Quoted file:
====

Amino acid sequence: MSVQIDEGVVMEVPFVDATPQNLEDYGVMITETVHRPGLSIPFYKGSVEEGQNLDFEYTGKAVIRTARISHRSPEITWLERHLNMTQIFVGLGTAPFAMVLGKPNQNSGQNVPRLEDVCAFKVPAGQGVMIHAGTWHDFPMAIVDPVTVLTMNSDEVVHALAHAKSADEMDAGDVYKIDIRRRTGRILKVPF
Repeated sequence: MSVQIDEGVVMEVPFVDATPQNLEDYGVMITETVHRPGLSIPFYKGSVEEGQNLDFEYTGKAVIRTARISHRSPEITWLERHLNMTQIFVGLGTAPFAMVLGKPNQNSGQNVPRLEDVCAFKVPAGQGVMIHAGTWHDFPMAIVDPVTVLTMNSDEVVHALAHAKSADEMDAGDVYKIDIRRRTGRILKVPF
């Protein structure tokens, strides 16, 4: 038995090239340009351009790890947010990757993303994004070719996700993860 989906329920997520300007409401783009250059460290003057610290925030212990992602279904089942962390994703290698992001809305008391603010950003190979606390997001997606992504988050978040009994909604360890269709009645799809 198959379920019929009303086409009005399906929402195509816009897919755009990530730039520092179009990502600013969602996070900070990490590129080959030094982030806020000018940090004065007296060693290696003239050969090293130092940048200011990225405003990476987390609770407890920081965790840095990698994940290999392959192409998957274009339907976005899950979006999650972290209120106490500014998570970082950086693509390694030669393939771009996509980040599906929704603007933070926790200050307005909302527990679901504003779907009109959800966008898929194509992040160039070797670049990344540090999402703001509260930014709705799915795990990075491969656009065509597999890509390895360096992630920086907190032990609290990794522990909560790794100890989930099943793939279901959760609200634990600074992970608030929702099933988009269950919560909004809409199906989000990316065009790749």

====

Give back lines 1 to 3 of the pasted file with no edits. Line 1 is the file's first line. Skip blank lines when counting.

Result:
Amino acid sequence: MSVQIDEGVVMEVPFVDATPQNLEDYGVMITETVHRPGLSIPFYKGSVEEGQNLDFEYTGKAVIRTARISHRSPEITWLERHLNMTQIFVGLGTAPFAMVLGKPNQNSGQNVPRLEDVCAFKVPAGQGVMIHAGTWHDFPMAIVDPVTVLTMNSDEVVHALAHAKSADEMDAGDVYKIDIRRRTGRILKVPF
Repeated sequence: MSVQIDEGVVMEVPFVDATPQNLEDYGVMITETVHRPGLSIPFYKGSVEEGQNLDFEYTGKAVIRTARISHRSPEITWLERHLNMTQIFVGLGTAPFAMVLGKPNQNSGQNVPRLEDVCAFKVPAGQGVMIHAGTWHDFPMAIVDPVTVLTMNSDEVVHALAHAKSADEMDAGDVYKIDIRRRTGRILKVPF
């Protein structure tokens, strides 16, 4: 038995090239340009351009790890947010990757993303994004070719996700993860 989906329920997520300007409401783009250059460290003057610290925030212990992602279904089942962390994703290698992001809305008391603010950003190979606390997001997606992504988050978040009994909604360890269709009645799809 198959379920019929009303086409009005399906929402195509816009897919755009990530730039520092179009990502600013969602996070900070990490590129080959030094982030806020000018940090004065007296060693290696003239050969090293130092940048200011990225405003990476987390609770407890920081965790840095990698994940290999392959192409998957274009339907976005899950979006999650972290209120106490500014998570970082950086693509390694030669393939771009996509980040599906929704603007933070926790200050307005909302527990679901504003779907009109959800966008898929194509992040160039070797670049990344540090999402703001509260930014709705799915795990990075491969656009065509597999890509390895360096992630920086907190032990609290990794522990909560790794100890989930099943793939279901959760609200634990600074992970608030929702099933988009269950919560909004809409199906989000990316065009790749």